Cherry laurel gets a bum rap in landscaping

April 14, 2011 

Before I was born, way back in 1950, one of my relatives by marriage who wasn’t asked to join the Junior League built the biggest house in town. An intuitive designer, she understood the concept of “reveal, conceal” and planted a cherry laurel hedge by the street. It was carefully pruned to stay about four feet, still thrives as a living fence, and is expecting its first haircut of the season this weekend. When Dr. Michael Dirr says, “withstands heavy pruning,” he ain’t just whistling “Dixie.”

Sadly, many people abhor cherry laurel, Prunus caroliniana, one of our native Prunus species. It flowers prolifically with white racemes with an odor that some find offensive (what do they say about Bradford pears, I wonder?). These flowers mature into black berries that woodpeckers and other birds adore. Like cedar berries, a trip through the stomach of robins renders these seeds fully operational, and volunteer cherry laurels do come up everywhere. In gardening columns that ask for comments, the poor cherry laurel receives more negatives than positives.

It’s a bum rap in my book. Lots of trees and shrubs seed down – pecans, oaks, Chinese elms – and no one carries on about them. And unlike the first two mentioned above, which can only be pulled after a three-inch rain, and then with effort, cherry laurel seedlings are easy to remove. The crushed leaves, which are a glossy green, smell like maraschino cherries. Docents at Swan Lake Iris Gardens in Sumter tell me to leave their “Dr Pepper” plant alone as it is a favorite of children on tours.

In older gardens, cherry laurels often become small trees reaching 30 to 40 feet in height. A new cultivar, “Bright ‘N Tight,” more compact in habit, matures at about 20 feet, but again, with the same tolerance to shearing as the species, it can easily be kept smaller and is used to good effect in Florida’s Magic Kingdom.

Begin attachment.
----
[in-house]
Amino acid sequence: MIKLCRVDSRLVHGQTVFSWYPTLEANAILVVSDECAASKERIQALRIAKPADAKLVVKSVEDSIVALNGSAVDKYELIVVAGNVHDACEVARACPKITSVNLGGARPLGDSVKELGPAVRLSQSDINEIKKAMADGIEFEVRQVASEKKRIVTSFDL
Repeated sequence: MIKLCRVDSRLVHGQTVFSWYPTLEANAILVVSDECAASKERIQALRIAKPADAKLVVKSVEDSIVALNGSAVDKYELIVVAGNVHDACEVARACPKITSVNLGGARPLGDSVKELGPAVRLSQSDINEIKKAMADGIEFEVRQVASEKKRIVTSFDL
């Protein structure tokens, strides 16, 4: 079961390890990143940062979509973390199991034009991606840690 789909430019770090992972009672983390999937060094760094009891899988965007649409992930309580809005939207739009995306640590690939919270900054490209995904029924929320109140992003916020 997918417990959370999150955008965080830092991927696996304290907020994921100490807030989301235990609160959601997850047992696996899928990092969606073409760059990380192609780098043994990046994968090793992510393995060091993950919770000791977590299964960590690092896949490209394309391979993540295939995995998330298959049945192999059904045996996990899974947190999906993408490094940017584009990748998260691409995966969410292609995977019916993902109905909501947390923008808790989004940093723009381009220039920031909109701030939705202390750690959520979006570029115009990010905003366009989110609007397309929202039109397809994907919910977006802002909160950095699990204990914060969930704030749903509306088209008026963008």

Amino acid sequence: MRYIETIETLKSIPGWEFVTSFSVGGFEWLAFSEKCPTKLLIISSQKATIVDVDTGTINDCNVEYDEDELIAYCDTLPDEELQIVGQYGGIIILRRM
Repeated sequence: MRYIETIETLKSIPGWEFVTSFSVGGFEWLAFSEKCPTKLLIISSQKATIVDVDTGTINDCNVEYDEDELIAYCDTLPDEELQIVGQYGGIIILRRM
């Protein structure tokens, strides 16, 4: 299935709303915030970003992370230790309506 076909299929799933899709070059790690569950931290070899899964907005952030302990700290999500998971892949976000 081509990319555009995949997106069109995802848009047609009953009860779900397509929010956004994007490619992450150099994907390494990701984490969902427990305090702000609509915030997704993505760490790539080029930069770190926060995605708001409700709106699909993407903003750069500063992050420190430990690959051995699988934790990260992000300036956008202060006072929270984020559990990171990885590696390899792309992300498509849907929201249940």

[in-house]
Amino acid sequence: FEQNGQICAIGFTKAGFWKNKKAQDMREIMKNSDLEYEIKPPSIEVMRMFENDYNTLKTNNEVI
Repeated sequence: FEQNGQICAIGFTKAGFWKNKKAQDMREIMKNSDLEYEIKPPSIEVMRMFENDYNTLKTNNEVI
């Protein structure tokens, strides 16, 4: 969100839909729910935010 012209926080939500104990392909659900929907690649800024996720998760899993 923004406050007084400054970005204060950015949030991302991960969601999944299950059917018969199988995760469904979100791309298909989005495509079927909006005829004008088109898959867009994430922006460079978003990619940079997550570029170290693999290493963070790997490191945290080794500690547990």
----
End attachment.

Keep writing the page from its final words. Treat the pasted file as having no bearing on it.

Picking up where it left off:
When compared to such exotic invasives as elaeagnus, china berry, mimosa, and popcorn tree, cherry laurel’s propensity to volunteer seems less offensive. However, in Australia it has become a tremendous threat to native plants; another example of ex-pats gone wild without the tempering influences of their home environment.

Prunus serotina, black cherry, is cherry laurel’s deciduous native cousin. While less attractive to tidy gardeners, it is equally valuable for wildlife. Its berries are the base of the famous “Cherry Bounce” drink recipe in “Charleston Receipts,” (a 1950 cookbook from the Charleston Junior League; see recipe with this column) but birds eat them as soon as they ripen in my yard so I’m stuck with Vitus or Zea-based libations.

Both these cherries are loaded with hydrocyanic acid, which doesn’t bother birds, but is dangerous to cows and horses. A valuable timber tree in the North, P. serotina trees in our neck of the woods are prone to black knot, which makes a disfiguring, warty growth on trunks. As a favored host of the Easter tent caterpillar, the nests of these larvae further detract from the tree’s visual appeal.

If you take time, however, to examine the trunk of this tree, you will find beauty in its gray, textured bark. I once removed a piece to use as a raffia-tied decoration, and this forgiving tree and its intertwined animal life still flourish in my yard.

Amanda McNulty is an associate extension agent for the Clemson University Cooperative Extension Service and is a co-host of “Making It Grow” broadcast weekly on ETV television stations. Website: www.clemson.edu/extension/hgic/

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